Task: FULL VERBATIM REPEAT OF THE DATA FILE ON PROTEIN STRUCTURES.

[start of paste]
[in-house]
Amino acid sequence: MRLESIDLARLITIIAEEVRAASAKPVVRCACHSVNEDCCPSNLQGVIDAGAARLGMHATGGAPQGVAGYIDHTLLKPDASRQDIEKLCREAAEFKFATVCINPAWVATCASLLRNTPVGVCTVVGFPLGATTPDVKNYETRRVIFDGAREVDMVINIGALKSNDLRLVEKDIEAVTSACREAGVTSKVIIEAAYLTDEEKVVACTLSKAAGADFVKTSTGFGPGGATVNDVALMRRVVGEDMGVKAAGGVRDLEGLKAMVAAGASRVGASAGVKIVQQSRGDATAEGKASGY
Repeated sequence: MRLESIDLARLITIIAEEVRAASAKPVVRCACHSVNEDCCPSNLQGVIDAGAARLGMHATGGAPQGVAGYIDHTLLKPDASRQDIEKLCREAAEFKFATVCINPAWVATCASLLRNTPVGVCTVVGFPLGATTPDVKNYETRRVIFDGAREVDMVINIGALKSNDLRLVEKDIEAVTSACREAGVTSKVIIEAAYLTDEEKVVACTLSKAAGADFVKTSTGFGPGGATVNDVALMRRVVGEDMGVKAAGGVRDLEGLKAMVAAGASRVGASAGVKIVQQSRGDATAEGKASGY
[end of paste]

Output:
[in-house]
Amino acid sequence: MRLESIDLARLITIIAEEVRAASAKPVVRCACHSVNEDCCPSNLQGVIDAGAARLGMHATGGAPQGVAGYIDHTLLKPDASRQDIEKLCREAAEFKFATVCINPAWVATCASLLRNTPVGVCTVVGFPLGATTPDVKNYETRRVIFDGAREVDMVINIGALKSNDLRLVEKDIEAVTSACREAGVTSKVIIEAAYLTDEEKVVACTLSKAAGADFVKTSTGFGPGGATVNDVALMRRVVGEDMGVKAAGGVRDLEGLKAMVAAGASRVGASAGVKIVQQSRGDATAEGKASGY
Repeated sequence: MRLESIDLARLITIIAEEVRAASAKPVVRCACHSVNEDCCPSNLQGVIDAGAARLGMHATGGAPQGVAGYIDHTLLKPDASRQDIEKLCREAAEFKFATVCINPAWVATCASLLRNTPVGVCTVVGFPLGATTPDVKNYETRRVIFDGAREVDMVINIGALKSNDLRLVEKDIEAVTSACREAGVTSKVIIEAAYLTDEEKVVACTLSKAAGADFVKTSTGFGPGGATVNDVALMRRVVGEDMGVKAAGGVRDLEGLKAMVAAGASRVGASAGVKIVQQSRGDATAEGKASGY